• “Having whippets is like eating potato chips.”
“I adore Dobermans, because they are incredibly smart, athletic, beautiful and devoted to their people,” she said.
Eventually, she and her husband Chris decided to find a smaller breed of dog and discovered the whippet.
“Whippets are really easy dogs to live with,” Moss said. “They are a nice size, up for doing anything and are a good show breed.”
Today, they share their home with three whippets, “Terra” and “Fancy,” who are retired show dogs, and “Booker” who has done agility and obedience. They also have “Blush,” a miniature dachshund and co-own two other whippets, “Zoey” and “Karma,” with their daughter Casey.
“Having whippets is like eating potato chips,” she said. “You can’t have just one.”
Moss has been showing dogs since the 1980s.
“The point of showing is to prove that the dog is a good example of the breed, that they act and function as they’re supposed to,” she said. “It’s all about continuing the breed.”
For close to 30 years, Moss went to every dog show in Alaska. She traveled from Homer to Anchorage for two shows in January and March, to Fairbanks for three shows during Memorial Day Weekend, two more shows in Anchorage in June, three shows in Soldotna in July and three shows at the Palmer fairgrounds in August.
“It’s expensive and it takes lots of time and energy, but you get to hang out with other dog people and their dogs and it doesn’t get any better than that,” she said.
Moss, then Pedersen, met Homer-born and raised Chris while both were attending Boise State University. The couple married in 1975 and moved to Homer in 1976. Their daughter Casey was born in 1983.
“Dogs are neat, but Casey is the best,” Moss said. “Chris and Casey have been with me every step of the way and I’m blessed with one big, happy family that includes both two-legged and four-leggeds that I love.”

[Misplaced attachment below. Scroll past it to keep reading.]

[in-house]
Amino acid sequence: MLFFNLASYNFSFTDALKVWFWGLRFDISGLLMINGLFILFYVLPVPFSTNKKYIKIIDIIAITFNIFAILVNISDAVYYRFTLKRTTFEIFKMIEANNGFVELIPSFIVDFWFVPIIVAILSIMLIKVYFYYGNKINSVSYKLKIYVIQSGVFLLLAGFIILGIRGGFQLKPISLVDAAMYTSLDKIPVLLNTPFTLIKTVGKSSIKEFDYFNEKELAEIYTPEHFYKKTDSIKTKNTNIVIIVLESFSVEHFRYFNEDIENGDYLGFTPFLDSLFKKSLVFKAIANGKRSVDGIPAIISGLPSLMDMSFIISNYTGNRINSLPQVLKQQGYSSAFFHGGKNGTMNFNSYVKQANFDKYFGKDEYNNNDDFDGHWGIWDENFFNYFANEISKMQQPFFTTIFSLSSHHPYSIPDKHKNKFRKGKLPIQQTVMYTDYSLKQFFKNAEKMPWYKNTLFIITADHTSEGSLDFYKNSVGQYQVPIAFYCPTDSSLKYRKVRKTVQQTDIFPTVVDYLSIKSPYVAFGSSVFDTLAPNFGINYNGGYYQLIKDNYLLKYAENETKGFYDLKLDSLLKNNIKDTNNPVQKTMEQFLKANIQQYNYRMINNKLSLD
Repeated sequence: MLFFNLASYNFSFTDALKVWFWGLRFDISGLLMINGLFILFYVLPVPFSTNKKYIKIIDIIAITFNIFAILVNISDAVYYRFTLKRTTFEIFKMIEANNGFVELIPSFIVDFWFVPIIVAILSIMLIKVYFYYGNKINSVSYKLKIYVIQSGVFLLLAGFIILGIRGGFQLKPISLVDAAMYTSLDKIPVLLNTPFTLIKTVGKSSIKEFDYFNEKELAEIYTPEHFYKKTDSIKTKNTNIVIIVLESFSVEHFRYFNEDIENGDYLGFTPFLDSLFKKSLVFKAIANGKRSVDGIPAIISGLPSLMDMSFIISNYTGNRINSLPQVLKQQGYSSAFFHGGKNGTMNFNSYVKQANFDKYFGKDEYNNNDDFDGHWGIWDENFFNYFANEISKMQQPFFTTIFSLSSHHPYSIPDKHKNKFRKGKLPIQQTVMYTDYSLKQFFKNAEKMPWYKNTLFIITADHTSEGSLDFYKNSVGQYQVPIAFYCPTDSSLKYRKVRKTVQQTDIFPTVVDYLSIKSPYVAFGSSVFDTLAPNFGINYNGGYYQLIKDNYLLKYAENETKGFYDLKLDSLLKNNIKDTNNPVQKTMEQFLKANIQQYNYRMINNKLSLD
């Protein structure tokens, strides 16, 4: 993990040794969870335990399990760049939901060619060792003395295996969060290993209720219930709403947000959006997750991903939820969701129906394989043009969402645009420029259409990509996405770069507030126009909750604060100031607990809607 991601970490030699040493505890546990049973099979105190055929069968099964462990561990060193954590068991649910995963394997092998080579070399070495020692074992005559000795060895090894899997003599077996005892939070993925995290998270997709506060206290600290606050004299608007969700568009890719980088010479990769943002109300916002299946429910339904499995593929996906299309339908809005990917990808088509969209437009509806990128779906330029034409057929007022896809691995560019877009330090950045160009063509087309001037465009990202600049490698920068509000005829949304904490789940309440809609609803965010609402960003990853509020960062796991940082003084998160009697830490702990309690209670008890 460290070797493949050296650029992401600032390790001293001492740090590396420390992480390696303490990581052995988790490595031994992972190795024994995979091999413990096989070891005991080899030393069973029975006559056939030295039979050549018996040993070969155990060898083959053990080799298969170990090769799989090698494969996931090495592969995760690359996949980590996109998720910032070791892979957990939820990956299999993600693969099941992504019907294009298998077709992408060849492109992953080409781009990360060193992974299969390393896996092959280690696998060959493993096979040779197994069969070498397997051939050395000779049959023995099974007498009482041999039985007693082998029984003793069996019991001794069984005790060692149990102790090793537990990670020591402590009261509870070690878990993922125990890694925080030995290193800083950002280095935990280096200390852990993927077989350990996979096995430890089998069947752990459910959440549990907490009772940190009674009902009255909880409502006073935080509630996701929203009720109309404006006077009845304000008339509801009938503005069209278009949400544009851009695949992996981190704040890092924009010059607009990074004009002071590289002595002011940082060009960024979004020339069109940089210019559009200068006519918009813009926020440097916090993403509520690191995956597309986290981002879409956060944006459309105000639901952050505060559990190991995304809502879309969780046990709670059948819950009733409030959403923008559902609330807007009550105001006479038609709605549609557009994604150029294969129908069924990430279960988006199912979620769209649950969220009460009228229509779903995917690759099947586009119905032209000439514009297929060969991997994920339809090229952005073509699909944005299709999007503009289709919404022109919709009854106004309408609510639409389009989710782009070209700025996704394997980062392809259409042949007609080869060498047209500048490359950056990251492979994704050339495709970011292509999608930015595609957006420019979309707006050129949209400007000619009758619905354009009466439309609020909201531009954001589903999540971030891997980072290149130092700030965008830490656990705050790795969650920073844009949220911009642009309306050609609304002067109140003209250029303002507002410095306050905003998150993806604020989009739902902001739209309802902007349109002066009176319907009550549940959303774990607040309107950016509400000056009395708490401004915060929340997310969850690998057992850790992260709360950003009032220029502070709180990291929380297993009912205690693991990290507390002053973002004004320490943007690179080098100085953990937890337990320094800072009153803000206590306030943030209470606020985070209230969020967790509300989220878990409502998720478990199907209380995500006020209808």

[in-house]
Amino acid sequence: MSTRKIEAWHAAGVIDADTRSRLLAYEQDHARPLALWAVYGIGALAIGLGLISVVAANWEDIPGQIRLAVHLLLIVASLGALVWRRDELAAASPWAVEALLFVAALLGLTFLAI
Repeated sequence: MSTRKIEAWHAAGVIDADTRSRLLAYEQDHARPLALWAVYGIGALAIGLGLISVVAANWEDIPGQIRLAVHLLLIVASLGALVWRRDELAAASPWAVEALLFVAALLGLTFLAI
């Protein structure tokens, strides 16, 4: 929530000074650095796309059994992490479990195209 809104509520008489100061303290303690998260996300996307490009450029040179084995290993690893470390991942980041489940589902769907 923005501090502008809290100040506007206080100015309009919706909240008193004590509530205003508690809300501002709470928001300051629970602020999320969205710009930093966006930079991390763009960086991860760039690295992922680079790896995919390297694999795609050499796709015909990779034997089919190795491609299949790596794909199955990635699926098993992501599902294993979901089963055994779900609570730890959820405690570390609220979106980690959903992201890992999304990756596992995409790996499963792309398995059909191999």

When the Homer Animal Shelter fell in to disarray in the mid 80s, Moss was eager to get the word out about the plight of the animals. She started Homer Animal Friends, an organization that supported the Homer Animal Shelter and gradually evolved to become a spay/neuter and educational organization.
Moss started Sundog Grooming and Boarding, and groomed for 10 years until carpal tunnel surgery forced her to retire. She then spent five years working at Homer Veterinary Clinic and concentrated on her kennel business, which she ran for 26 years and just retired from. She also taught obedience classes for HAF for 30 years.
For the last 10 years, Moss has taken agility classes, something she said is a lifestyle and not a class. She said it is not easily learned by dogs or their people, so it takes years to learn.
“Agility is a dance between you and your dogs,” she said. “Teaching the dog to navigate through a series of obstacles like jumps, tunnels, A-frames, chutes, teeter-totters and weaves.”
Moss and her dogs have won several awards. Fancy won an award of merit at the Whippet National in Arizona in 2003 and Karma took best in show in Fairbanks in 2011. Blush is an AKC champion and an agility dog, currently competing in the excellent classes.
In 2004, Moss was training dogs of her own and teaching classes in the community. She and Miriam Cope, another dog breeder and groomer, started Homer Dog Trainers, which became a part of the HAF organization.
Moss believes dog obedience is critical to a happy human/dog relationship.
“Times have changed and our lives are much more complicated and busy,” she said. “We want more out of our dogs, but what they need from us is our time.”
Moss practices positive reinforcement training, building a trusting relationship.
“With positive reinforcement training, you give the dog the opportunity to earn rewards; if they make a mistake, you go back and retrain,” she said. “You end up with dogs that are eager to learn and work hard for you.”
Moss routinely goes into the local schools with her dog, Booker, to teach kids about responsible pet ownership and how to avoid being bit.
“I could talk dogs forever; breeding, showing, structure, gait, obedience, learning, training, understanding,” Moss said.” My goal is to make it easier for dogs to coexist with their people and vice versa.”
For more information on Homer Dog Trainers, contact Moss at 235-8053 or firstname.lastname@example.org or visit the HAF website at homeranimals.com.
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